I wrote my dad a letter once as a teenager and in it I said, “no matter where life takes me Rock Hills Ranch will always be my home.” At the time I didn’t realize what a rare thing it is for a person to always have a childhood home to go back to. My children get to walk the same dirt paths I walked to the chicken house to pick eggs, skin their knees on the gravel roads I played on, catch bugs and pick wildflowers on the same hillsides I did the same, and swing in the tree swing that was put up when I was a child. We don’t get to relive our childhood but I have the unique pleasure of seeing my childhood through adult eyes with my children.

This summer we had the fortunate opportunity to spend a month back at the ranch with our whole family. I noticed myself teaching my offspring many of the same life lessons in similar ways my parents taught me. Ranch life affords a unique setting for education. We had in-depth discussions on life cycles when we had to remove a dead chicken from the coop, an easy and natural conversation about gender identity when my eldest wanted to know the difference between the male and female donkeys, and a couple of conversations about how we care for and protect our family and those we love as we watched baby birds being pushed out of their nest, a doe protecting her fawn and a mother cat teaching her kittens to hunt.  They both squealed with delight as they dug for potatoes, my daughter gorged herself eating peas straight from the garden and they learned both biology and fine motor skills picking eggs every day. They understand where food comes from, and starting to value our connection as caretakers of both plants and animals.

Diversity is everywhere at Rock Hills Ranch. In nature, all living organisms have value and importance and must be present in order for the ecosystem to work. What a neat thing to watch my children grasp. A lot of the world’s most pressing problems could be solved if we as humans embraced that truth within our own race. Hard work, practical thinking, problem solving, manual labor, opportunities to practice patience and the need for teamwork are all principles available in abundance at RHR. There are so many more I could name but the bottom line is, I’m pretty confident in saying rural life provides hands on opportunities to learn all of life’s most important lessons.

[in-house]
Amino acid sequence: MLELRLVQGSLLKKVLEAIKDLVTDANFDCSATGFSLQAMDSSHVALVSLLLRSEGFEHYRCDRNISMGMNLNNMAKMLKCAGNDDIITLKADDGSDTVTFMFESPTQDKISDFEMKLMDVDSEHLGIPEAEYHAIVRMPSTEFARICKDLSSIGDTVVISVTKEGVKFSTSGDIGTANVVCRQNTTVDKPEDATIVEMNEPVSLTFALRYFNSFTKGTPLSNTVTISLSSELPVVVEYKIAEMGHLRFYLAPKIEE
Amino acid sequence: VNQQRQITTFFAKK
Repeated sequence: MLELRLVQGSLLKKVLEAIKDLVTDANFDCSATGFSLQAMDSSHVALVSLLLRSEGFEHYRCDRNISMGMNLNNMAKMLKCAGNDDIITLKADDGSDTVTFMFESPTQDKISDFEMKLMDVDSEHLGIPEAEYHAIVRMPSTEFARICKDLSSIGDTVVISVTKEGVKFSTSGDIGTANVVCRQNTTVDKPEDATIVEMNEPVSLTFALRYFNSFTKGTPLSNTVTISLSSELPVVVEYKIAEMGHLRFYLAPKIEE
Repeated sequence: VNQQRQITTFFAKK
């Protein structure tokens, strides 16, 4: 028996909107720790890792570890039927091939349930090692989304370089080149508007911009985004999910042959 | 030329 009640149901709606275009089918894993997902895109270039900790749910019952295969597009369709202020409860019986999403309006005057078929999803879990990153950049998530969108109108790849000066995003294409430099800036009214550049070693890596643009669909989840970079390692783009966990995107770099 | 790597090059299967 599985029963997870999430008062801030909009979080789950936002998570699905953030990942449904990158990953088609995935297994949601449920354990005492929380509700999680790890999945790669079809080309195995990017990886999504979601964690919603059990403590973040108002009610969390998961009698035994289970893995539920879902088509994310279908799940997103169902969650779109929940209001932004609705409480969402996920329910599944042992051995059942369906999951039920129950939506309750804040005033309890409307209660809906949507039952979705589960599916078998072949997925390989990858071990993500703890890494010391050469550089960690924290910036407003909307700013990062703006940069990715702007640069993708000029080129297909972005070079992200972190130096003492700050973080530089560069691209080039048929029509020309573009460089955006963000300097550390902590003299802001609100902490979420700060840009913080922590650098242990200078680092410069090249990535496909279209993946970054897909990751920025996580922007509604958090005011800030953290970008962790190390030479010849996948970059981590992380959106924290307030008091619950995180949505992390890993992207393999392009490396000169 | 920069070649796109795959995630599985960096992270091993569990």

The most overwhelming experience on the prairie is witnessing the fingerprints of our Creator. The beauty of the prairie grasses shimmering and moving like ocean waves in the wind, the delicate wildflowers staying intact despite the elements, the fiery oranges and soft pastels of the sunsets and the intricate bird songs all dug deep into our souls, deepening our appreciation for and recognition of an artistic and loving God. 

We had ample time at the ranch to talk about family values and what we want our children to remember and stick with them as they grow to be leaders, truth-seekers and caretakers of the next generation. We got bit by the country bug and are itching to keep living life off the fast track, more intentional and in touch with our natural world. We are back to our normal life in suburbia but we hope our new normal will include more dirt on our hands, sharper eyes and ears toward nature and a slower cadence to life.  My dreams for the future look a little different than those of my teen years. They have a striking resemblance to what I couldn’t wait to get away from 20 years ago — only with the addition of that handsome accented husband and some precious children in the picture. I may live 1200 miles from Rock Hills Ranch, but in my heart, it will always be home.